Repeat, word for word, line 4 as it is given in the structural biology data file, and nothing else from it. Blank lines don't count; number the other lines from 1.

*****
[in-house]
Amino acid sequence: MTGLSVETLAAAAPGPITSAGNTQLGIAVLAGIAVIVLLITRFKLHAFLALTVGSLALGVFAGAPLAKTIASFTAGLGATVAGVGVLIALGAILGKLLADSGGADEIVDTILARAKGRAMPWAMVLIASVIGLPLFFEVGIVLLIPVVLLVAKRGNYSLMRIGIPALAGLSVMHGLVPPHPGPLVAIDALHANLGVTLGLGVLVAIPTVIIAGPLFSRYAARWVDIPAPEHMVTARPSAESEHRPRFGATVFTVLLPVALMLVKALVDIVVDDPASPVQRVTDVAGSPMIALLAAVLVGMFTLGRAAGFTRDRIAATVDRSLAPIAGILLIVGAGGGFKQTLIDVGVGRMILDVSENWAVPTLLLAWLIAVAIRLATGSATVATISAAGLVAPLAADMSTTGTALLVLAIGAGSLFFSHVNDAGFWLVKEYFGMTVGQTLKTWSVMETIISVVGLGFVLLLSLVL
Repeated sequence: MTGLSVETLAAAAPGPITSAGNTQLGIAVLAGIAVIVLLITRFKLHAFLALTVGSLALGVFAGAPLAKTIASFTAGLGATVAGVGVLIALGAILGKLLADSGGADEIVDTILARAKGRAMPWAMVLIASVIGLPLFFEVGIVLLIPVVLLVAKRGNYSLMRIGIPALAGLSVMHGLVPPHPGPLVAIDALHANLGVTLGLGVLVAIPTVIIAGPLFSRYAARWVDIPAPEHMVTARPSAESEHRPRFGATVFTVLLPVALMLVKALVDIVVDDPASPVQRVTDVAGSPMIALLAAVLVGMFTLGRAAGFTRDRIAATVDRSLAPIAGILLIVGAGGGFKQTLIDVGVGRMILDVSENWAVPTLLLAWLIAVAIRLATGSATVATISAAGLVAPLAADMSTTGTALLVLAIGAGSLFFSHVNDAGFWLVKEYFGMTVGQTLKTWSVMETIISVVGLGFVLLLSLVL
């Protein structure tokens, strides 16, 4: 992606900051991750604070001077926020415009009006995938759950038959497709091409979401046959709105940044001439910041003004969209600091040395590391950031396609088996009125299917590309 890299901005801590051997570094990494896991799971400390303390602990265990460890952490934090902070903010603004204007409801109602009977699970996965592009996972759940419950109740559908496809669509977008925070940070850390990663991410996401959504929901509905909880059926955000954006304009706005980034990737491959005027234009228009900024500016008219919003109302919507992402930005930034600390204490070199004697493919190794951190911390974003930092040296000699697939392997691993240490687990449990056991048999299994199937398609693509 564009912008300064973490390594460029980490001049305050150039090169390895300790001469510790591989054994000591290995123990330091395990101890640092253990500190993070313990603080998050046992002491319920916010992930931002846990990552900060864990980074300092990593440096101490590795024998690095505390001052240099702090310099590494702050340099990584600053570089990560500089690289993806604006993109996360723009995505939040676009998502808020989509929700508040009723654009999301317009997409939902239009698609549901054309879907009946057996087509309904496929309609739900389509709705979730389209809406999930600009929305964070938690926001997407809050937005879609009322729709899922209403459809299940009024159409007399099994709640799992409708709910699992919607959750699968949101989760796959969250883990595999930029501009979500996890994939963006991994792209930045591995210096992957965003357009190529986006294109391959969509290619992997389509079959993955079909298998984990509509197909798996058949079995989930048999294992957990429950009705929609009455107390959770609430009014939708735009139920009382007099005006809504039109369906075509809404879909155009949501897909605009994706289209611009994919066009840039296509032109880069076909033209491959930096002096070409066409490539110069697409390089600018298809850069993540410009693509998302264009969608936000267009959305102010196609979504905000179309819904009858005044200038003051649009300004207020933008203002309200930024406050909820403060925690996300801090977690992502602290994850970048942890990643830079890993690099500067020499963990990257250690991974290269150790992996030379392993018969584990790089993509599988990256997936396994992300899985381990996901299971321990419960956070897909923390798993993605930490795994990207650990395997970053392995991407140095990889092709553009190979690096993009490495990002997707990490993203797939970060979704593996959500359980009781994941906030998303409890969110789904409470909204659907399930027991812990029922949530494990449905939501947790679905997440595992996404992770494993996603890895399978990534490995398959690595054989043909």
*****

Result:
């Protein structure tokens, strides 16, 4: 992606900051991750604070001077926020415009009006995938759950038959497709091409979401046959709105940044001439910041003004969209600091040395590391950031396609088996009125299917590309 890299901005801590051997570094990494896991799971400390303390602990265990460890952490934090902070903010603004204007409801109602009977699970996965592009996972759940419950109740559908496809669509977008925070940070850390990663991410996401959504929901509905909880059926955000954006304009706005980034990737491959005027234009228009900024500016008219919003109302919507992402930005930034600390204490070199004697493919190794951190911390974003930092040296000699697939392997691993240490687990449990056991048999299994199937398609693509 564009912008300064973490390594460029980490001049305050150039090169390895300790001469510790591989054994000591290995123990330091395990101890640092253990500190993070313990603080998050046992002491319920916010992930931002846990990552900060864990980074300092990593440096101490590795024998690095505390001052240099702090310099590494702050340099990584600053570089990560500089690289993806604006993109996360723009995505939040676009998502808020989509929700508040009723654009999301317009997409939902239009698609549901054309879907009946057996087509309904496929309609739900389509709705979730389209809406999930600009929305964070938690926001997407809050937005879609009322729709899922209403459809299940009024159409007399099994709640799992409708709910699992919607959750699968949101989760796959969250883990595999930029501009979500996890994939963006991994792209930045591995210096992957965003357009190529986006294109391959969509290619992997389509079959993955079909298998984990509509197909798996058949079995989930048999294992957990429950009705929609009455107390959770609430009014939708735009139920009382007099005006809504039109369906075509809404879909155009949501897909605009994706289209611009994919066009840039296509032109880069076909033209491959930096002096070409066409490539110069697409390089600018298809850069993540410009693509998302264009969608936000267009959305102010196609979504905000179309819904009858005044200038003051649009300004207020933008203002309200930024406050909820403060925690996300801090977690992502602290994850970048942890990643830079890993690099500067020499963990990257250690991974290269150790992996030379392993018969584990790089993509599988990256997936396994992300899985381990996901299971321990419960956070897909923390798993993605930490795994990207650990395997970053392995991407140095990889092709553009190979690096993009490495990002997707990490993203797939970060979704593996959500359980009781994941906030998303409890969110789904409470909204659907399930027991812990029922949530494990449905939501947790679905997440595992996404992770494993996603890895399978990534490995398959690595054989043909």